Beauty by Jill Dunn
We all know the benefits of antioxidants in our diets – foods like spinach, blueberries and strawberries are rich in vitamins and bioflavonoids that help detoxify cells. And when it comes to skin care, antioxidants also play a crucial role. While sunscreen is still the ultimate anti-aging cream, anti-oxidants supplement its benefits. “Ninety per cent of skin aging is cause by free radical damage that stems from environmental aggressors like UV rays, pollution and smoking,” says Dr. Diane Madfes, a New York City-based dermatologist.
Free radicals set off a chain reaction in our skin’s cells, which results in lines, wrinkles, uneven pigmentation and a loss of firmness and elasticity.
Antioxidants come to the rescue like search-and-destroy operatives, seeking and neutralizing free radicals in our skin. “They boost the skin’s repair mechanism, which helps keep aging at bay.” says Dr. Madfes.
Since there are several types of free radical damage, it’s best to use a cocktail of antioxidants to achieve the optimal result. “The combination of ingredients work in synergy for a boosted effect,” says Donna Paty, national education manager for Kiehl’s. Look for products that combine vitamins A and C and green tea or have a “superhero” antioxidant like acai berry or idebenone that packs more punch.
Peptides are the building blocks of our cells and increase cellular production. “Peptides act almost like a light switch – they ‘turn on’ the skin’s cells to start collagen and elastin production,” says Dr. Madfes. As we age, these naturally occurring peptides break down and their complex signaling system for cells is fragmented, causing wrinkled, saggy skin. That’s where peptides come in. When you apply peptides to your skin, it “tricks” your skin into thinking that it has lost collagen and spurs it to make more.
The most popular peptide for cosmetic use is palmitoyl pentapeptide (a.k.a. Matrixyl), but there are also copper peptides, neuropeptides, marine peptides and hexapeptides, to name a few. “Peptides are all about optimizing cell production,” Dr. Madfes says. Over time, the skin gains resiliency and elasticity and is thicker and firmer, and you’ll notice a smoothing of fine lines and wrinkles. The reason why peptides are so effective is that peptide molecules are small enough to penetrate the top layer of the skin to target collagen-producing cells – unlike collagen molecules themselves, which are too large to penetrate the skin.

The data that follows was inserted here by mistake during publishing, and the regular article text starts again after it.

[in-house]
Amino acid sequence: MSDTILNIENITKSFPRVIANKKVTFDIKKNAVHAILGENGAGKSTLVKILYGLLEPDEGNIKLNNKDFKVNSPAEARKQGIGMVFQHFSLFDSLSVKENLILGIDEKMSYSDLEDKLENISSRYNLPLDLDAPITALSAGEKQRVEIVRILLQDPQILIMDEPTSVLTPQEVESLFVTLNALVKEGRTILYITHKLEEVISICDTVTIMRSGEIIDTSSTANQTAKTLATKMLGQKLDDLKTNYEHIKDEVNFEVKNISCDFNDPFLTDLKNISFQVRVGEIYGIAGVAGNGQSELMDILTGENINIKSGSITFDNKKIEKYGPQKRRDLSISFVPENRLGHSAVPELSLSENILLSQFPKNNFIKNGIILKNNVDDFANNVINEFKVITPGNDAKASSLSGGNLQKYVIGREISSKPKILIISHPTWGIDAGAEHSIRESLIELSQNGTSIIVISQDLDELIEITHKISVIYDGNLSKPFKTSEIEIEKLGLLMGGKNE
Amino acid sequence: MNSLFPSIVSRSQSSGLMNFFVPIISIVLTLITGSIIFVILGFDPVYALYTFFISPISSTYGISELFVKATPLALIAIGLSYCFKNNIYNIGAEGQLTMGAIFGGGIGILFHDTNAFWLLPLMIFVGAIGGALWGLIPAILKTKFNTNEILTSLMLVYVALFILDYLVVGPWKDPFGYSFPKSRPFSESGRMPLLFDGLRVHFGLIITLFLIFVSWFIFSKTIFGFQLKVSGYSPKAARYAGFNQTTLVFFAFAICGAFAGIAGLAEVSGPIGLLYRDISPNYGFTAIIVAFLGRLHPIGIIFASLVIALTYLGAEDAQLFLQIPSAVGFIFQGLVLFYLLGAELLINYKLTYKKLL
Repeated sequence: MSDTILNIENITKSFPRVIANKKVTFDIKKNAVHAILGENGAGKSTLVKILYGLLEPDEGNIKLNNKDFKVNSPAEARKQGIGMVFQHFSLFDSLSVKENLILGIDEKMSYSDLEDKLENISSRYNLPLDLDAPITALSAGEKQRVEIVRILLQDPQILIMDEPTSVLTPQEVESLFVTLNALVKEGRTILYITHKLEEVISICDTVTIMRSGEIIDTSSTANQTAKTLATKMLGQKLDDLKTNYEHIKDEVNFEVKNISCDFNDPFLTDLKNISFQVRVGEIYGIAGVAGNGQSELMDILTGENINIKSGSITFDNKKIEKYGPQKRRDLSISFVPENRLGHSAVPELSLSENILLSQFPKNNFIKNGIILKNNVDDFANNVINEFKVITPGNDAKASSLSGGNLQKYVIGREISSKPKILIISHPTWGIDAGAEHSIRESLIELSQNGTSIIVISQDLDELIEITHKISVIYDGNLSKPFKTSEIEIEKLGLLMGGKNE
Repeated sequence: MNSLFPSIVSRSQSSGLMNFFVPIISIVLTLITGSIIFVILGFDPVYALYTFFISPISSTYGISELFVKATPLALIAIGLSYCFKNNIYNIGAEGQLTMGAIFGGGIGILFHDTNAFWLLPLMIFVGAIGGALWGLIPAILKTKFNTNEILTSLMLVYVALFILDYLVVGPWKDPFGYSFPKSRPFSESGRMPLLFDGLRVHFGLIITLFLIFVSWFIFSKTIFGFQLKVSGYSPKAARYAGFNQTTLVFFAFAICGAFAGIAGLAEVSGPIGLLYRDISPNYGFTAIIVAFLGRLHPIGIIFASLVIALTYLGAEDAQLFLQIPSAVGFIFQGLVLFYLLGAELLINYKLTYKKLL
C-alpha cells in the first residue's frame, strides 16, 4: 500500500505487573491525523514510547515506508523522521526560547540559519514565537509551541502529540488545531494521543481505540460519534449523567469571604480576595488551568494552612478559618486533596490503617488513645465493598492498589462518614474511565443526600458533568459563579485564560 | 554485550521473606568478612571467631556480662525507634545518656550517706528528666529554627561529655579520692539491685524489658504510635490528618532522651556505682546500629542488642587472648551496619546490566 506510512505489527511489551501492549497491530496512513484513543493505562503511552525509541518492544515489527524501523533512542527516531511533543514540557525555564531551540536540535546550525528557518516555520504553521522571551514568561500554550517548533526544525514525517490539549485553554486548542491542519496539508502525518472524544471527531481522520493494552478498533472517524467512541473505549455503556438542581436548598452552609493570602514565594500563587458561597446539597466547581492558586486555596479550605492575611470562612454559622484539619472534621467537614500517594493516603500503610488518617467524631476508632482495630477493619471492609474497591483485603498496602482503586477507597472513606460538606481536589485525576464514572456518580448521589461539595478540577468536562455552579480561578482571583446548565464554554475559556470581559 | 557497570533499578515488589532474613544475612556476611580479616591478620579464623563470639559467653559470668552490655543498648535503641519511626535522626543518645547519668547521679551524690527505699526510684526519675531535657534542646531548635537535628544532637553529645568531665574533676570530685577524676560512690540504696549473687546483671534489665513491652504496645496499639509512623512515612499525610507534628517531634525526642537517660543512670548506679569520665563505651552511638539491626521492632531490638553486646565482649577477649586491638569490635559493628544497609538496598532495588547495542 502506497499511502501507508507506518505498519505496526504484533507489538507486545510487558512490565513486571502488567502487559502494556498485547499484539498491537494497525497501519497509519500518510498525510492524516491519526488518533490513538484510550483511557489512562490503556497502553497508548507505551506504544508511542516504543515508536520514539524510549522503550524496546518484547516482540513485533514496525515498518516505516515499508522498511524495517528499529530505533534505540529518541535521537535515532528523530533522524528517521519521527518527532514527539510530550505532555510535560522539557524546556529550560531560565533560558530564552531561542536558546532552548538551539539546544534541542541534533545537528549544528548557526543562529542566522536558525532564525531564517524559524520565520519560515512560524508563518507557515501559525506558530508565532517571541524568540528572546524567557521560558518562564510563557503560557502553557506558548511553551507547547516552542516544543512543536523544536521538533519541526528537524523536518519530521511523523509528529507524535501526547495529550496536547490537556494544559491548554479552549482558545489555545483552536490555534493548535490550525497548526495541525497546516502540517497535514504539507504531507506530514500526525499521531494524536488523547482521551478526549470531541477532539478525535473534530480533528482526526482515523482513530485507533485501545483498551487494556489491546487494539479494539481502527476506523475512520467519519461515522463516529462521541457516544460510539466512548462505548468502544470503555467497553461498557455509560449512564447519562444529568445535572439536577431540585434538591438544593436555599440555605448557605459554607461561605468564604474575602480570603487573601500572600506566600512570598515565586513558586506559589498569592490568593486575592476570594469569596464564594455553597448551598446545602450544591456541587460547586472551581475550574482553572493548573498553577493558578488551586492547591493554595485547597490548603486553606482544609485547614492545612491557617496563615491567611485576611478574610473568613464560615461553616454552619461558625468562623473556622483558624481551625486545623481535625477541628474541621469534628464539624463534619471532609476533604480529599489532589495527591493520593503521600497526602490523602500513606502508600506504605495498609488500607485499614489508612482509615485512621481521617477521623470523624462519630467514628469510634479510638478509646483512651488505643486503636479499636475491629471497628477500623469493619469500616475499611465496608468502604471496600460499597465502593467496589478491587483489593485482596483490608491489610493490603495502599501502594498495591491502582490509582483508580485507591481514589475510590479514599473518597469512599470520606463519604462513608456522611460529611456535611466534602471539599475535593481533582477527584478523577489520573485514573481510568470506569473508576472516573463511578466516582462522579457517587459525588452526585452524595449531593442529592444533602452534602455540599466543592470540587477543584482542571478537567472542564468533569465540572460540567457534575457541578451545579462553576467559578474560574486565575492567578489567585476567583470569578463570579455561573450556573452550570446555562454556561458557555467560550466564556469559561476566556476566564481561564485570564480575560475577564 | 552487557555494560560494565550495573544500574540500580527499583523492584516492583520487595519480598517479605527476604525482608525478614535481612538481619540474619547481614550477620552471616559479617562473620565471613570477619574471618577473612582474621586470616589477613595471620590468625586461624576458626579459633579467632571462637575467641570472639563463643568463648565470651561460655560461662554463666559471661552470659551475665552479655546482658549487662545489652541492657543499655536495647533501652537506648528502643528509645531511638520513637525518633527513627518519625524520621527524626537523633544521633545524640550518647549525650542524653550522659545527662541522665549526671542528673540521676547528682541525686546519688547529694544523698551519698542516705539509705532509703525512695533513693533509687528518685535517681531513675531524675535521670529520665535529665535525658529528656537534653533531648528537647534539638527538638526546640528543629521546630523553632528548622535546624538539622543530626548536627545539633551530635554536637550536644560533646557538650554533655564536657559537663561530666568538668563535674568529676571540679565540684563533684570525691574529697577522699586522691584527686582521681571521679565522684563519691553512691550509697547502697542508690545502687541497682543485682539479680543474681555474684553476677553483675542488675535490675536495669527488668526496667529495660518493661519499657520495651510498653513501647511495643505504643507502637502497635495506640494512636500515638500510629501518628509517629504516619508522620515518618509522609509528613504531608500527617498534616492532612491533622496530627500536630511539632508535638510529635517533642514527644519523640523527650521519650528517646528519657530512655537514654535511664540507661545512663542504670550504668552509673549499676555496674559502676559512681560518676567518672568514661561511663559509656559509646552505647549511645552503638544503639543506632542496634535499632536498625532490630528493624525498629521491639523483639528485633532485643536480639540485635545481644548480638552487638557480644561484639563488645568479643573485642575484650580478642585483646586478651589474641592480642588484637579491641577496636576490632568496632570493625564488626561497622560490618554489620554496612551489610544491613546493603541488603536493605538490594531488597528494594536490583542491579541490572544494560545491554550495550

Alpha hydroxyl acids (AHAs) may sound scary, but they act as your skin’s secret weapon for a smooth, radiant complexion. While other anti-aging all-stars work to target collagen and elastin production, AHAs, such as glycolic and lactic acid, target the surface for the skin. Ultimately they accelerate exfoliation and keep pores clear, which is especially important if you are acne-prone or have hyperpigmentation. “AHAs are about improving the texture and clarity of the skin. They minimize the appearance of scars, fine lines and sun spots,” says Dr. Madfes. When applied on the skin, AHAs work to “melt” the bonds between skin cells to accelerate exfoliation. “Just remember – anytime you put a glycolic on, it’s normal to feel a tingle,” says Dr. Madfes. “But if it’s stinging for longer than five minutes, you should discontinue using it.”
Try a weekly glycolic peel to get glowing, or use and AHA in your daily moisturizer. Ten per cent glycolic acid is the maximum percentage allowed in over-the-counter peel or moisturizer. If you have sensitive skin, start with a milder dose like four per cent and work your way up. Keep in mind that because of their powerful exfoliating abilities, AHAs make your more sensitive to the sun, so always wear at least an SPF 15 whenever you are outside.
“Retinol is the gold standard when it comes to anti-aging,” Dr. Madfes says. Retinol in all its forms (i.e. vitamin A, retinoic acid, tretinoin and it prescription-strength version, Renova), targets the fibroblasts that support collagen and elastin, ultimately promoting skin renewal and smoothing fine lines and wrinkles. Make it part of your evening routine, advises Dr. Madfes. “UV rays from the sun deactivate the retinol, so you get a more effective treatment at night.”
The one drawback is that retinol can cause skin irritation, so if you’re introducing it into your skin-care regimen, do it slowly. Apply two times a week at night, gradually building up to using it on a daily basis.